Bourdain-isms: Remembering Favorite Bad Boy Anthony Bourdain

Remembering Favorite Bad Boy Anthony Bourdain

Posted: Jun. 08, 2018

Today, we depart from our standard blog to honor Anthony Bourdain, 61, who passed this Friday morning, June 8, 2018.

Intrepid eater. Honest writer. Charming when so inclined, not so charming when in bad company. Chef, writer, and television host; Anthony Bourdain is many things and in countless ways he inspired his fans, peers, and maybe even you, to explore deeper and take risks.  

We pay tribute to our favorite bad boy and beloved chef with a collection of musings that capture his indefatigable mind and unique wit.

On Why He Loves “Weird” Food

Author and humorist John Hodgman recalls eating with Bourdain via Twitter:

“I ate with Bourdain. Probably 2004. He was big even then but he took time to sit with me in Chinatown to talk “weird” food for a magazine piece I was writing. He taught me that our “weird” is the world’s delicious. We ate chicken feet. The afternoon vibrated with life. RIP”

On How Yelp Reviewers Are the Worst

“There’s really no worse or lower human being than an elite Yelper,” Bourdain says, wearing his classic deadpan expression. “They are universally loathed by chefs everywhere. They’re the very picture of entitled negative energy.”

Bourdain later tells Time that he shuns all Yelp and TripAdvisor reviews because “I don’t see them as reliable, because you don’t know what people’s priorities are.

When you are in unfamiliar territory and want to research authentic restaurants, Bourdain recommends an unorthodox approach to getting a really great recommendation: “provoking nerd fury.”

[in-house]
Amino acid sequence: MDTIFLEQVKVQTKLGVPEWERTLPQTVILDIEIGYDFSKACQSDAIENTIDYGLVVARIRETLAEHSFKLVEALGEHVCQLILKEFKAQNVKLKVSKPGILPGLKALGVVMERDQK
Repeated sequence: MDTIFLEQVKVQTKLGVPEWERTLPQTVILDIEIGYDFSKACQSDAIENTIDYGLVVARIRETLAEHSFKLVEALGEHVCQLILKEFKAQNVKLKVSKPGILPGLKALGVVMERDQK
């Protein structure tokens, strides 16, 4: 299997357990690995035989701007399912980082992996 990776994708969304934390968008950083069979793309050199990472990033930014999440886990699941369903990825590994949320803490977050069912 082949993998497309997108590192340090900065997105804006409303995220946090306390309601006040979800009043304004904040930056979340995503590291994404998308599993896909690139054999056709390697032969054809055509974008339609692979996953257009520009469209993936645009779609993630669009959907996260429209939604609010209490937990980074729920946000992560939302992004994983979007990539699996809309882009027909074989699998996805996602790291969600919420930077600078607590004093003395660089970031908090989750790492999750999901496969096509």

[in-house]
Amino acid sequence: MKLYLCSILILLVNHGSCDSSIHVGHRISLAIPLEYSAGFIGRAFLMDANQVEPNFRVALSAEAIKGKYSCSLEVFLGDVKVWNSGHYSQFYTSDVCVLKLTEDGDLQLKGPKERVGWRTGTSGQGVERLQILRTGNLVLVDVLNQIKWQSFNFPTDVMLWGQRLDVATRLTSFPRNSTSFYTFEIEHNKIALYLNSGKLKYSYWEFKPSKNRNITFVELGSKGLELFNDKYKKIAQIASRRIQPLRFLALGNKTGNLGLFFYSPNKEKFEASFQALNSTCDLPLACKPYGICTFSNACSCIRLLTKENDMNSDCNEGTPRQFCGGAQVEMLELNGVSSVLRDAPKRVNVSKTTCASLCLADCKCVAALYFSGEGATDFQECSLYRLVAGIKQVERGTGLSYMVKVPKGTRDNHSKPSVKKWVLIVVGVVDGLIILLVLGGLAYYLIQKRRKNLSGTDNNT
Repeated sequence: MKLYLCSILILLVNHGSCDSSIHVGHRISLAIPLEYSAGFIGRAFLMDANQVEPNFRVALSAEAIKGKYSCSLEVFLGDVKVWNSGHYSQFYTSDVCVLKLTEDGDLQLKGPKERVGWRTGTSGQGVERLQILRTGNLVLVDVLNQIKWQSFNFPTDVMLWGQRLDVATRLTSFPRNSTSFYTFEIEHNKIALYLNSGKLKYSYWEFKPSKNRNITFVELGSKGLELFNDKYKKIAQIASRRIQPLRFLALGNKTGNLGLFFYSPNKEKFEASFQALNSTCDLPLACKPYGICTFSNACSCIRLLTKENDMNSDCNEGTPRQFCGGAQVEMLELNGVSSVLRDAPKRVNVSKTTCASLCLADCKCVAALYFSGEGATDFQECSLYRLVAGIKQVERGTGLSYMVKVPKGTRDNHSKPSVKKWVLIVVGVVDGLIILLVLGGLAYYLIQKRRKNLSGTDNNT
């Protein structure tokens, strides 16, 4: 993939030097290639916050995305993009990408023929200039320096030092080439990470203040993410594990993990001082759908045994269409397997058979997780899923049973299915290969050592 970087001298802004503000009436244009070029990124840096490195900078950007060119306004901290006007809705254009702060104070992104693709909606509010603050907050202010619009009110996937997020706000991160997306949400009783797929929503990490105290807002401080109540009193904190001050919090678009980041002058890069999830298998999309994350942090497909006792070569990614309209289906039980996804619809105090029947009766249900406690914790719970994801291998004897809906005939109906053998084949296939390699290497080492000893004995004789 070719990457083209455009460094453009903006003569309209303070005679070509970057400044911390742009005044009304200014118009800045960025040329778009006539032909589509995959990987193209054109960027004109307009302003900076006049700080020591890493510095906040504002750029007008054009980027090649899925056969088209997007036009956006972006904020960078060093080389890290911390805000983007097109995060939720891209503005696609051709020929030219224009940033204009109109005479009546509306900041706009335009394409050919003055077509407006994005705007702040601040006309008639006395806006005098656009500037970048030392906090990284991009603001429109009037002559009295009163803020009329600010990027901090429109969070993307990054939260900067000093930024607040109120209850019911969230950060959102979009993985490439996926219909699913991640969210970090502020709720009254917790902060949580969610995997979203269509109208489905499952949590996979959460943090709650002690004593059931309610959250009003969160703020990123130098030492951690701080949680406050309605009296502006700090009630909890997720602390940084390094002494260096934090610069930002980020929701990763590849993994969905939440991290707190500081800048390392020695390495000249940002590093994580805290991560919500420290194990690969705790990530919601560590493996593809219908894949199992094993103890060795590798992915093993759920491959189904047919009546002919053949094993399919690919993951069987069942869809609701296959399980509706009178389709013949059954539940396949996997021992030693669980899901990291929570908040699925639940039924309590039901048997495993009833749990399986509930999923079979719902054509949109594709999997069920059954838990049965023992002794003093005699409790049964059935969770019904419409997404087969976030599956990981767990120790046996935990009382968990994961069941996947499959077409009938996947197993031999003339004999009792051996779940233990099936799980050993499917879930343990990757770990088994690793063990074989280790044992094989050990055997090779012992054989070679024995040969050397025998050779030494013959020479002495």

It goes like this: Visit a foodie website like Eat Your World or Chowhound and write a post about having eaten the best food of your life at a randomly selected, generic-sounding restaurant in the city you are traveling to. The post should include, Just got back from (insert your destination).

“The torrent of informative abuse that will come your way from people who want to tell you how stupid, witless, and uninformed you are will be very instructive. It will, of course, mention the tiny little place, the tiny little trattoria ristorante that they experienced,” Bourdain tells Time.

On How Much People’s Tastes Have Changed 

“People are lining up for food that would have burned their head clean off their shoulders ten years ago,” Bourdain observed to Vogue. “People are craving and lining up to eat kimchi, which, you know, they would have bullied a kid for eating ten years earlier if they brought it with their lunch.”

On the Greatness of Food Halls

As Bourdain told the Washington Post, “What’s good about food halls is that you have individual voices expressing themselves through food.” What would not be good, he said, “Is if large corporations decide to take advantage of their popularity with “Disneyland” versions that lack that individual approach.” Although food is prepared fast, it’s still “good food prepared by individuals.”

He later told Vogue a successful food hall needed authentic kitchens. “You bring the people in who know what they’re doing and you let them do it. You bring in the guy who’s the best chicken-and-rice guy in Singapore and just let him do his thing. Bring in his own signage. I’m not building some arty (sic) thing.”

Speaking of Singapore….

On Being a Fan of Street Food